Lecture by Lin Hongjohn
Curator and Chairperson of Fine Arts Dep, Taipei National University of the Arts, Taiwan
In 1703 the high society of London there appeared George Psalmanaazaar who claimed himself a Formosan to be abducted by a Christian missionary. In his book, An Historical and Geographical Description of Formosa (1704) , described Formosa to be a country of abundant resources, governed by a Japanese ruler. In this fictive book, Formosan people was almost half-naked, only wearing silver plates over their private parts. Horses, camels, and elephants were domesticated for transportation. One of the high peaks of the book was that every year Formosans sacrificed the eldest sons to their gods, and even in the second edition (1705), Formosan were exaggerated as cannibals, who ate those were sacrificed and executed. Being a celebrity of his exotic oriental identity and feted by all the literary and philosophical lions of London, Psalmanaazaar were even invited to teach Formosan in Oxford University. Psalmanaazaar was the beau monde in the celebrities of London.
Psalmanaazaar’s real identity is still unknown today, as much as in his will he still signed with the fictional Taiwanese name. In order to portray as a Formosan, he ate raw meat with various heavy spices. He even lighted candle when he slept to pass for the other that he was actually reading, for Formosans, according to his book, learned knowledge through their sleeps. For 18th century occidental world Ilha Formosa, Taiwan, represents one of the most distant country they can imagine not just geographically but symbolically as well.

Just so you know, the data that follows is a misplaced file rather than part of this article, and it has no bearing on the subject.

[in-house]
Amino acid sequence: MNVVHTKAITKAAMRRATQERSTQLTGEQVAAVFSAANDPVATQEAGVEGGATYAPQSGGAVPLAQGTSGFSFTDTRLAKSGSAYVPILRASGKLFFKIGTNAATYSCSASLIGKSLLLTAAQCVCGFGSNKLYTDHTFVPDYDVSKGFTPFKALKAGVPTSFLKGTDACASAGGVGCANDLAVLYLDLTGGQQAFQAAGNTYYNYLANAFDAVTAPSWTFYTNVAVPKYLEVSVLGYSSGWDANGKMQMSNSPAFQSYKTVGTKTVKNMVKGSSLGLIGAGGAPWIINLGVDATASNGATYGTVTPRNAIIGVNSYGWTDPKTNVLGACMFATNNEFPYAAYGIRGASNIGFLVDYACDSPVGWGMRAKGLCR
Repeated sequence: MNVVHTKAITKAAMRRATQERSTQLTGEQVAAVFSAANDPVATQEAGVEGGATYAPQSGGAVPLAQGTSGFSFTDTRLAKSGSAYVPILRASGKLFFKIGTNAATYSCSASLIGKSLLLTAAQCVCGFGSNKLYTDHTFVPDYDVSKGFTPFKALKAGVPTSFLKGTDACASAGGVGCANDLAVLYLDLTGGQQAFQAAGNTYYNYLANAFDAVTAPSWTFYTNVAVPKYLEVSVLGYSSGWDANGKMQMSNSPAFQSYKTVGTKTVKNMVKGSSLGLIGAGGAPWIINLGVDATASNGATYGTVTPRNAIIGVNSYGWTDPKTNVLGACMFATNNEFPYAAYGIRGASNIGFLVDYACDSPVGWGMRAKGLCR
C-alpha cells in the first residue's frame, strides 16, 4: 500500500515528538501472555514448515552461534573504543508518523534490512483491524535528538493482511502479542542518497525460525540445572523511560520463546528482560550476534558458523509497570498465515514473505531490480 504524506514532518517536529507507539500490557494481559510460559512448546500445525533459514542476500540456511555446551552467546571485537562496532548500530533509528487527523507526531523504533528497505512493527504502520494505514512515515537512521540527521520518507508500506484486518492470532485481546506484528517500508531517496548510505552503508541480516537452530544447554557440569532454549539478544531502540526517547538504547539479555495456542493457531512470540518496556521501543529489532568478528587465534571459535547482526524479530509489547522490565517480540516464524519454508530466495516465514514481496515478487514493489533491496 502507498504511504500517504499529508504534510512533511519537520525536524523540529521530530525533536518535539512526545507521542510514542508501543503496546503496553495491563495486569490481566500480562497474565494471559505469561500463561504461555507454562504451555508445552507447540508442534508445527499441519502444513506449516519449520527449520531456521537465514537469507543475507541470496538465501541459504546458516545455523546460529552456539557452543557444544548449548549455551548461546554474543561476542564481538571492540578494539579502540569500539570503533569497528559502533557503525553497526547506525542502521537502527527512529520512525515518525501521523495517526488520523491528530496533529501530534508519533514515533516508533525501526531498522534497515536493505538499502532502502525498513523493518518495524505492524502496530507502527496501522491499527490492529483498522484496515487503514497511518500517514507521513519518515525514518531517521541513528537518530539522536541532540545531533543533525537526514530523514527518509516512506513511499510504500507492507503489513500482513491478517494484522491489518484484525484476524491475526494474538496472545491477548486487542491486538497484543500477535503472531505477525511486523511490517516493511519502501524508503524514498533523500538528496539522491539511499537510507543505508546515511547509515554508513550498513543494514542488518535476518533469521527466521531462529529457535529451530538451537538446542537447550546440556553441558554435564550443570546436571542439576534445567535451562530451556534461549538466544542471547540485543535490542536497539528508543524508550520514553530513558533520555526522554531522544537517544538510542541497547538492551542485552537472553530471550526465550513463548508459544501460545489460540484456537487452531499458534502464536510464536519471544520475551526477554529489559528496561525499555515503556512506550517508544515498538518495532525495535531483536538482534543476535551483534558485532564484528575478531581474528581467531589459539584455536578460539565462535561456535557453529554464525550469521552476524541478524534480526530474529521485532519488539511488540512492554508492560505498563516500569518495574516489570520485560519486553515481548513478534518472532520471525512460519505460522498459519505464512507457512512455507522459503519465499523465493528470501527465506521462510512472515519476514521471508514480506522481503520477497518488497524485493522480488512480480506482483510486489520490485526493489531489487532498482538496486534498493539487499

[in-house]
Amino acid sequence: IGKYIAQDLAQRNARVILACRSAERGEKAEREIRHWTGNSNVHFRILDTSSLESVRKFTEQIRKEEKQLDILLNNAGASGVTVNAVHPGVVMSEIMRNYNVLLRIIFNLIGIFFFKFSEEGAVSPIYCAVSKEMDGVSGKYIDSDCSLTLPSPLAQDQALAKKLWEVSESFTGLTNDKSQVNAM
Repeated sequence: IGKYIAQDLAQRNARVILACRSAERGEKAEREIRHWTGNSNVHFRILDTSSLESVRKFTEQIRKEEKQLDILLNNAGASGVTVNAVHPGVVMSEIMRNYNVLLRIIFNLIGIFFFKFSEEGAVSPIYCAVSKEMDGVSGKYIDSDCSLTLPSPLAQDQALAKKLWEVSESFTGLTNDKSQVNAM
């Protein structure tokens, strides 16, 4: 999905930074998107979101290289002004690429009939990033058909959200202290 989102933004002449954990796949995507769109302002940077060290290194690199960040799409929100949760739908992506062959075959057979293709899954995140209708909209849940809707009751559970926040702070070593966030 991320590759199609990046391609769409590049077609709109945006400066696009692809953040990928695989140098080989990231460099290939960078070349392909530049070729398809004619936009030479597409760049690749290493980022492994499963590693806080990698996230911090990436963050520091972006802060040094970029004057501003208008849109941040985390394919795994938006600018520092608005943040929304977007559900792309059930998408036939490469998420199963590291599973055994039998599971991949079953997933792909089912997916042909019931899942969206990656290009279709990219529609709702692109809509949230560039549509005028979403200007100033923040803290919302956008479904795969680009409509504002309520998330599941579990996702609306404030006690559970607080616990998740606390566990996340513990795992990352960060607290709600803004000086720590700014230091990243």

Since 2008, I have been working on this fake Taiwanese under the title The Museum of George Psalmanazzare, MOGP exhibiting in Rotterdam, Manchester, Shanghai and Taipei. In the 2012 Taipei Biennial as participated artist, the project was presented in a manner much similar to that of museum. I link the secrete path between identity and the politics of fantasy, and the other, the real of the local, much as a missing part that is intrinsic to the real Taiwanese. In combining the seemingly impossible fragments of sights and sounds, to link the web of identity politics that linger between the ancient and the contemporary, the truth and falsity to capture the fleeting moment of the perverse, the primitive, the empowered to glance the phantom of history.
Hongjohn Lin is an artist, writer and curator. He has participated in exhibitions including the Manchester Asian Triennial 2008, the Rotterdam Film Festival 2008, and the 2012 Taipei Biennial. Lin was curator of the Taiwan Pavilion Atopia, Venice Biennial 2007 and co-curator of 2010 Taipei Binnial (with Tirdad Zolghadr), and participating as an artists in Asian Triennial Manchester(2008), and Guangzhou Biennial 2015. Lin is serving as Professor at the Taipei National University of the Arts where he is Chairperson of the Fine Arts Department.
Thursday, October 01 – 7pm
Connecting Space Hong Kong